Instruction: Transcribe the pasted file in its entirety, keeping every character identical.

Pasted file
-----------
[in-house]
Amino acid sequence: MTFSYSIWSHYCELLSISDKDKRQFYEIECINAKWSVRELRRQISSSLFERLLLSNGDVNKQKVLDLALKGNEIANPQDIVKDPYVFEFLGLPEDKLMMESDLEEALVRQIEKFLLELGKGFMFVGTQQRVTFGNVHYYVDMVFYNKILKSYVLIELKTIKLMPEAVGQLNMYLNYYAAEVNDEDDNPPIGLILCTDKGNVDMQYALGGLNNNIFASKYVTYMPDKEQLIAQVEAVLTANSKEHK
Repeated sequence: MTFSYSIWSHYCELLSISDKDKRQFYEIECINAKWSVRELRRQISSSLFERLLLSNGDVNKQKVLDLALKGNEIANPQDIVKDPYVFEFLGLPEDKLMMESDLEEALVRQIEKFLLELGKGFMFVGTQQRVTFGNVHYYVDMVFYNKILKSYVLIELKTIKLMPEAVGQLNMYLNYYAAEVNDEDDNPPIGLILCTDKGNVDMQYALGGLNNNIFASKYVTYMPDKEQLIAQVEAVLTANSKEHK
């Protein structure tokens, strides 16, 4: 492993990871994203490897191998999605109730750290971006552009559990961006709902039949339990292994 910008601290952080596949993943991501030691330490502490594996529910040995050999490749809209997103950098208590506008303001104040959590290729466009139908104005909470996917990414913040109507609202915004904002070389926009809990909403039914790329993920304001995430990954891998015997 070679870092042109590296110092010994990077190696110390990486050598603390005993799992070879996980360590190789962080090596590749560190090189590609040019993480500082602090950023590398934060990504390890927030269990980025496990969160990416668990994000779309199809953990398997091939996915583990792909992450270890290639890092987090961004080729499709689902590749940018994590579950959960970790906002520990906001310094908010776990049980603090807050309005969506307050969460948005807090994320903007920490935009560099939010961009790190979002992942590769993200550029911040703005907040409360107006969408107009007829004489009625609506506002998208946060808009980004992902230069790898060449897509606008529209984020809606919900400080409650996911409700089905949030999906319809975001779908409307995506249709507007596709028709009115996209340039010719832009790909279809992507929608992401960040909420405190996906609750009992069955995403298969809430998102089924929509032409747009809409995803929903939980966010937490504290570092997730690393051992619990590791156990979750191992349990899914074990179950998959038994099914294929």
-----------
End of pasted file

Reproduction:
[in-house]
Amino acid sequence: MTFSYSIWSHYCELLSISDKDKRQFYEIECINAKWSVRELRRQISSSLFERLLLSNGDVNKQKVLDLALKGNEIANPQDIVKDPYVFEFLGLPEDKLMMESDLEEALVRQIEKFLLELGKGFMFVGTQQRVTFGNVHYYVDMVFYNKILKSYVLIELKTIKLMPEAVGQLNMYLNYYAAEVNDEDDNPPIGLILCTDKGNVDMQYALGGLNNNIFASKYVTYMPDKEQLIAQVEAVLTANSKEHK
Repeated sequence: MTFSYSIWSHYCELLSISDKDKRQFYEIECINAKWSVRELRRQISSSLFERLLLSNGDVNKQKVLDLALKGNEIANPQDIVKDPYVFEFLGLPEDKLMMESDLEEALVRQIEKFLLELGKGFMFVGTQQRVTFGNVHYYVDMVFYNKILKSYVLIELKTIKLMPEAVGQLNMYLNYYAAEVNDEDDNPPIGLILCTDKGNVDMQYALGGLNNNIFASKYVTYMPDKEQLIAQVEAVLTANSKEHK
């Protein structure tokens, strides 16, 4: 492993990871994203490897191998999605109730750290971006552009559990961006709902039949339990292994 910008601290952080596949993943991501030691330490502490594996529910040995050999490749809209997103950098208590506008303001104040959590290729466009139908104005909470996917990414913040109507609202915004904002070389926009809990909403039914790329993920304001995430990954891998015997 070679870092042109590296110092010994990077190696110390990486050598603390005993799992070879996980360590190789962080090596590749560190090189590609040019993480500082602090950023590398934060990504390890927030269990980025496990969160990416668990994000779309199809953990398997091939996915583990792909992450270890290639890092987090961004080729499709689902590749940018994590579950959960970790906002520990906001310094908010776990049980603090807050309005969506307050969460948005807090994320903007920490935009560099939010961009790190979002992942590769993200550029911040703005907040409360107006969408107009007829004489009625609506506002998208946060808009980004992902230069790898060449897509606008529209984020809606919900400080409650996911409700089905949030999906319809975001779908409307995506249709507007596709028709009115996209340039010719832009790909279809992507929608992401960040909420405190996906609750009992069955995403298969809430998102089924929509032409747009809409995803929903939980966010937490504290570092997730690393051992619990590791156990979750191992349990899914074990179950998959038994099914294929």